- Cooler: Noctua NH-U12S - Buy from Amazon / Read our review
- Memory: Klevv CRAS 16GB (4x4) DDR4 3000 - Read our review
- Video Card: NVIDIA GeForce GTX 980 - Buy from Amazon / Read our review
- OS Storage: Intel 730 480GB SSD - Buy from Amazon / Read our review
- Secondary Storage: Intel 750 400GB U.2 SSD - Buy from Amazon / Read our review
- Case: Thermaltake P5 - Buy from Amazon / Read our review
- Power Supply: Thermaltake Toughpower Grand 1200 - Buy from Amazon
- OS: Microsoft Windows 10 - Buy from Amazon
Benchmarks- Wired and Wireless Throughput
We start of our testing with LAN throughput coming in at 952.3 Mbps. Comparable solutions for this product come from the AC1200 and AC1750 markets.
WAN to LAN touched 932 Mbps, second only to the Linksys WRT1200.
Dicing right into 2.4GHz throughput, the Amped solution was able to reach 92 Mbps on the 20MHz band and 130 Mbps on the 40MHz band.
Dicing over to the 5GHz, we reached a solid 91 Mbps on the 20 followed by 167 Mbps on the 40. The 80MHz band touched close to 300 Mbps at 294 Mbps.
Benchmarks – Router Storage Testing & Final Thoughts
File Transfer Speeds
For our router file performance testing, I use a SanDisk Extreme Pro 128GB Flash Drive formatted in the FAT32 or NTFS filesystems. I then use NAS Tester 1.7 with a 100 and 1000 MB file size and loop it five times with an average result being charted.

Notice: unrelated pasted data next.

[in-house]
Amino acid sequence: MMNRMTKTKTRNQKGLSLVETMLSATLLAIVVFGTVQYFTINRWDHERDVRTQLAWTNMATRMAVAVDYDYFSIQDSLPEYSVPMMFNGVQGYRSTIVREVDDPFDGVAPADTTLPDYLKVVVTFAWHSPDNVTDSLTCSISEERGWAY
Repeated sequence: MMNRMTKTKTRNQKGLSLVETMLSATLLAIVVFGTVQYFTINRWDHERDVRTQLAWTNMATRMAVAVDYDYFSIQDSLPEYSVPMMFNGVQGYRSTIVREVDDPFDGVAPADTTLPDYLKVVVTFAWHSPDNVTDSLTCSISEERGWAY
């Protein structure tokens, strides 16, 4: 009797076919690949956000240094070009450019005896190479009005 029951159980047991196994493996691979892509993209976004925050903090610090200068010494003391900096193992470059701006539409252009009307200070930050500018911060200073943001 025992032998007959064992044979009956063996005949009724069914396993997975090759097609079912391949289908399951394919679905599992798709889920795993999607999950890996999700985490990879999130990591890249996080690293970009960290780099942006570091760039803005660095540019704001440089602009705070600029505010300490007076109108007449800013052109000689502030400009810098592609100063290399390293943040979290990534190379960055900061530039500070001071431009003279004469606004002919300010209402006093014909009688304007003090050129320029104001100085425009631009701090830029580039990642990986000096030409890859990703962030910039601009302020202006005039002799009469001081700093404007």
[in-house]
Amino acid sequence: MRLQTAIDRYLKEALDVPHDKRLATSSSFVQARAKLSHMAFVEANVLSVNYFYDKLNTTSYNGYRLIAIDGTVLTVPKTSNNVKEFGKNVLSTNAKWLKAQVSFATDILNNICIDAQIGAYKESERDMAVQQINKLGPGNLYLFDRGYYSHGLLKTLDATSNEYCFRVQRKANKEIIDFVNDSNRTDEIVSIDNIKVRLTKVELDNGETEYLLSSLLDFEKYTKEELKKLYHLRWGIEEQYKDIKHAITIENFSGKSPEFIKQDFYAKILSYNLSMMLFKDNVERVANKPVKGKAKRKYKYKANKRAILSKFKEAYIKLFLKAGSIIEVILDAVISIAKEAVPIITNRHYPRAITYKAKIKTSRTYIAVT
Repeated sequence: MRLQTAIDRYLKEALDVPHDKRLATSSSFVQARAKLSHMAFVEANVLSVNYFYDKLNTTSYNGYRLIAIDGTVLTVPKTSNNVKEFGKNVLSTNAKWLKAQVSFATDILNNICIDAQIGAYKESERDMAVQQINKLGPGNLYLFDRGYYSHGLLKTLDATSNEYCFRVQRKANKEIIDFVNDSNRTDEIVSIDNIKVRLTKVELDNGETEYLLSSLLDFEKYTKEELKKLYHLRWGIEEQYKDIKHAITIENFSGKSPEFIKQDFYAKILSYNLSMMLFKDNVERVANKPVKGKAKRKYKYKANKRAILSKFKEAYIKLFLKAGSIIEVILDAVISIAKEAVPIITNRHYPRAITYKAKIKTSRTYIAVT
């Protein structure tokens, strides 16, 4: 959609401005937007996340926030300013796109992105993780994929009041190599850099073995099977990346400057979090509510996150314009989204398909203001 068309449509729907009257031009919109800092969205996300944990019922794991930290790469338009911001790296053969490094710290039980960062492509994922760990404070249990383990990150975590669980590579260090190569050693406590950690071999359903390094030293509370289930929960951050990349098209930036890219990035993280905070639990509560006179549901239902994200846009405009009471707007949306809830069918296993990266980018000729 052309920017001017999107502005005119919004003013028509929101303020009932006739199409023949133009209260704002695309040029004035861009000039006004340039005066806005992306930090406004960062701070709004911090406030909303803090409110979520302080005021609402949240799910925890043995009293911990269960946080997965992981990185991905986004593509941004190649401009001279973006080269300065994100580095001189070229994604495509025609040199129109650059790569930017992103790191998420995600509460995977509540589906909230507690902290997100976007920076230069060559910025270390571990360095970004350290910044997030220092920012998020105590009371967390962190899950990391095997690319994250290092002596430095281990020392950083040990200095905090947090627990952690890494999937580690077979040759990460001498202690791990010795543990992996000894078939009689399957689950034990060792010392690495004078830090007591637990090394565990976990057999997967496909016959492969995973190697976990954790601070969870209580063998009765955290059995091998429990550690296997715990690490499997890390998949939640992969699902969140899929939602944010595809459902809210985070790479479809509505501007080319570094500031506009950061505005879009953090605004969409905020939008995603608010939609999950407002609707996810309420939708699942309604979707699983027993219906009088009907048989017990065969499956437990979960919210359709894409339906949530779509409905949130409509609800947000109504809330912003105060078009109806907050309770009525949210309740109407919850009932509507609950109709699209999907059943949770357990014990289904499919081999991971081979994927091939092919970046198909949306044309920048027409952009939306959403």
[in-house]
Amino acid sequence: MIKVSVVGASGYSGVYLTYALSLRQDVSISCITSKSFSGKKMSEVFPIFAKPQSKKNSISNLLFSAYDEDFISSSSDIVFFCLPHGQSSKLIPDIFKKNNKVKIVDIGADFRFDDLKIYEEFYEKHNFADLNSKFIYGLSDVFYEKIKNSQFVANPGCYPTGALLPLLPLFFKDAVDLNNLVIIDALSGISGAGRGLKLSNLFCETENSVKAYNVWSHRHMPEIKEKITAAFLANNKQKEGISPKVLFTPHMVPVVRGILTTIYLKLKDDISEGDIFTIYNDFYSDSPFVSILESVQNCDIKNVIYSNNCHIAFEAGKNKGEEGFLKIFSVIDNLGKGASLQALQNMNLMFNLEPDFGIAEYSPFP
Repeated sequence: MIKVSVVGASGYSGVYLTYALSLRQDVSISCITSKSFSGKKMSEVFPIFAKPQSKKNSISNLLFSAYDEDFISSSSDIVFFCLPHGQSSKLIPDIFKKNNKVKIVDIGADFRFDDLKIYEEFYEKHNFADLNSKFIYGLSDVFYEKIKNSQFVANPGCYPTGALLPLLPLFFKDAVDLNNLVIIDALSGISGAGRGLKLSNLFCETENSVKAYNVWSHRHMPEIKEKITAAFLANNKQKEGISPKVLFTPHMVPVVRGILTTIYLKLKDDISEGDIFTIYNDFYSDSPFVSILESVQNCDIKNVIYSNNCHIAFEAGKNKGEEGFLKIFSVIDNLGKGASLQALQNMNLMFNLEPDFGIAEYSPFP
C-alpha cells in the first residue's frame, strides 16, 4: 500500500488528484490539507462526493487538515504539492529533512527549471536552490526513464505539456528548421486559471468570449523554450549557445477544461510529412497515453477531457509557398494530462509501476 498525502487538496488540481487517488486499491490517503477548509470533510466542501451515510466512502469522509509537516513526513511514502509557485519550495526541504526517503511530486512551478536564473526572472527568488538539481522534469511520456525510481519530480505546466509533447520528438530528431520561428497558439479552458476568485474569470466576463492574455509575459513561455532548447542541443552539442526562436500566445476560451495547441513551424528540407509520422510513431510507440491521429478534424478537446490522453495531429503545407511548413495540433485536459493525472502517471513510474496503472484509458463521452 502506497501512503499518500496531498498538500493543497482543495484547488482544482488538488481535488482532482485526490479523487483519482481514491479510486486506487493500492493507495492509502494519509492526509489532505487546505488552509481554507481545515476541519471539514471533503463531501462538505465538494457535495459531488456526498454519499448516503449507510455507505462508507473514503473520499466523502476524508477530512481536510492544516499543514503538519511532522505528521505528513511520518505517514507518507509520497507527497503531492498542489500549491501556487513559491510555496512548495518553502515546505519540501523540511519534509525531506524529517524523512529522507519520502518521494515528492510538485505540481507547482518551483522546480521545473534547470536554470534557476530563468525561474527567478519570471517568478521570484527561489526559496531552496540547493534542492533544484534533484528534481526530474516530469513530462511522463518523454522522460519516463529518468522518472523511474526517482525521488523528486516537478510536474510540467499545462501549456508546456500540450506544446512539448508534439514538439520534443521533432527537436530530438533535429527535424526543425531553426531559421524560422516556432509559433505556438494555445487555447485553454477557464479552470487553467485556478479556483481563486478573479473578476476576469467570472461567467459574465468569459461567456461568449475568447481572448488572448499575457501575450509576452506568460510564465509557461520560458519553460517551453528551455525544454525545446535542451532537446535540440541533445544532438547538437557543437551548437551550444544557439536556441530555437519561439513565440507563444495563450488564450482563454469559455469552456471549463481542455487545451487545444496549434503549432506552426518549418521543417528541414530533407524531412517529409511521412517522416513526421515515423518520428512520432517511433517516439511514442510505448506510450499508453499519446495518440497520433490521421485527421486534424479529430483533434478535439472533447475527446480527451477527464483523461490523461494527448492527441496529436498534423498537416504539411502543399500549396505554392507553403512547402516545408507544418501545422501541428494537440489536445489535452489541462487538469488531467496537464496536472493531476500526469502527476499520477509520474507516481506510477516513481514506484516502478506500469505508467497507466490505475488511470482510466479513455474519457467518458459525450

The Artemis wasn't the strongest router in file performance but did manage 26 MB/s with the 100M file and 24 MB/s with the 1000M file. Switching over to write performance we found a nice increase up to 41 MB/s for the 100M file and 39 MB/s for the 1000M file.
Over the past few months, I have seen most of the Amped Wireless lineup come through, and as I use each solution, I find myself quite happy with the overall quality of their solutions. The Artemis doesn't veer too far from this quality, but you can tell the materials, more specifically the plastics, are thinner and not quite a beefy as the Titan or Athena. With that said, there were no major issues as I used this solution in my home network for a few weeks. I think the biggest negative would be with all the streaming of content I do myself, I ran into more buffering than I'm used to and that could just be me overworking the SoC in the router.
On the performance side, this solution had some solid numbers, reaching 952 and 932 Mbps in LAN and WAN testing while wireless throughput came in at 130 Mbps peak for the 2.4GHz band and 294 Mbps for the 5GHz band. File performance wasn't a strong suit for the Artemis, but it did show some respectable performance at 26 MB/s read and 41 MB/s write.
Overall, I don't dislike the Artemis, it's a solid platform for those wanting to get into 802.11ac and would probably work perfectly fine for the moderate user, but for users like me that stream content with multiple devices quite heavily, you may want to look for a more qualified solution.
|Quality including Design and Build||80%|
|Bundle and Packaging||85%|
|Value for Money||80%|
The Bottom Line: Amped Wireless' Artemis is a good entry-level solution offering many higher-end features including MU-MIMO. For those wanting anything more than a basic solution, you may want to look at the Titan or Athena.